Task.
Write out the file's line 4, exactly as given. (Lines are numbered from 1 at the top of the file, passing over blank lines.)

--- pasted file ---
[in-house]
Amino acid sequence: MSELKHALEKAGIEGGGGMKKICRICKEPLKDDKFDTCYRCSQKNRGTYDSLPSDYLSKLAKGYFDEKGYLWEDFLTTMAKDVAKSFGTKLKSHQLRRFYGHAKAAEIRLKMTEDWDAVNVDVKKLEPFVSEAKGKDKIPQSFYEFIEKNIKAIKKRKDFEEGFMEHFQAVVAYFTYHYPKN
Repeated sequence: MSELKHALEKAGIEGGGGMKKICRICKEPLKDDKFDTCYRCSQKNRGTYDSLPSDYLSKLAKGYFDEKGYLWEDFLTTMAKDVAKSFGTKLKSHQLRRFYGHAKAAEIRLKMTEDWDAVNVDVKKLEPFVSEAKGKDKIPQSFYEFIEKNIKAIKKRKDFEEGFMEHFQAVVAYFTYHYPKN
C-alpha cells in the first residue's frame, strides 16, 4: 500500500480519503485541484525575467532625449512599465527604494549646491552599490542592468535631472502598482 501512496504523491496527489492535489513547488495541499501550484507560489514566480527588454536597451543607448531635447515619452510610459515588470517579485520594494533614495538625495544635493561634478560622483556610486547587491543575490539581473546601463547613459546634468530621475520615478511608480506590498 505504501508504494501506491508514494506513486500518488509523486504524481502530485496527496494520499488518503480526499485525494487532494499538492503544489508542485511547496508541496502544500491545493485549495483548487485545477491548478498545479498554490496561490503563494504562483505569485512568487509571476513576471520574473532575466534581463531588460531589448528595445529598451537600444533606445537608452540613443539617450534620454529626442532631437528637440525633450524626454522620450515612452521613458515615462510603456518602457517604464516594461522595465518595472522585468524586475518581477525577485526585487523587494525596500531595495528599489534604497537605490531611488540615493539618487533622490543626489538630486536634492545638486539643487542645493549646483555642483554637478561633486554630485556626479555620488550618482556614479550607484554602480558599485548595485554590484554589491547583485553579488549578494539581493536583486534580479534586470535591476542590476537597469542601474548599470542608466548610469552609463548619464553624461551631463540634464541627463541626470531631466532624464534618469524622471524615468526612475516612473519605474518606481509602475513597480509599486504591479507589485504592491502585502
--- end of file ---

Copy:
C-alpha cells in the first residue's frame, strides 16, 4: 500500500480519503485541484525575467532625449512599465527604494549646491552599490542592468535631472502598482 501512496504523491496527489492535489513547488495541499501550484507560489514566480527588454536597451543607448531635447515619452510610459515588470517579485520594494533614495538625495544635493561634478560622483556610486547587491543575490539581473546601463547613459546634468530621475520615478511608480506590498 505504501508504494501506491508514494506513486500518488509523486504524481502530485496527496494520499488518503480526499485525494487532494499538492503544489508542485511547496508541496502544500491545493485549495483548487485545477491548478498545479498554490496561490503563494504562483505569485512568487509571476513576471520574473532575466534581463531588460531589448528595445529598451537600444533606445537608452540613443539617450534620454529626442532631437528637440525633450524626454522620450515612452521613458515615462510603456518602457517604464516594461522595465518595472522585468524586475518581477525577485526585487523587494525596500531595495528599489534604497537605490531611488540615493539618487533622490543626489538630486536634492545638486539643487542645493549646483555642483554637478561633486554630485556626479555620488550618482556614479550607484554602480558599485548595485554590484554589491547583485553579488549578494539581493536583486534580479534586470535591476542590476537597469542601474548599470542608466548610469552609463548619464553624461551631463540634464541627463541626470531631466532624464534618469524622471524615468526612475516612473519605474518606481509602475513597480509599486504591479507589485504592491502585502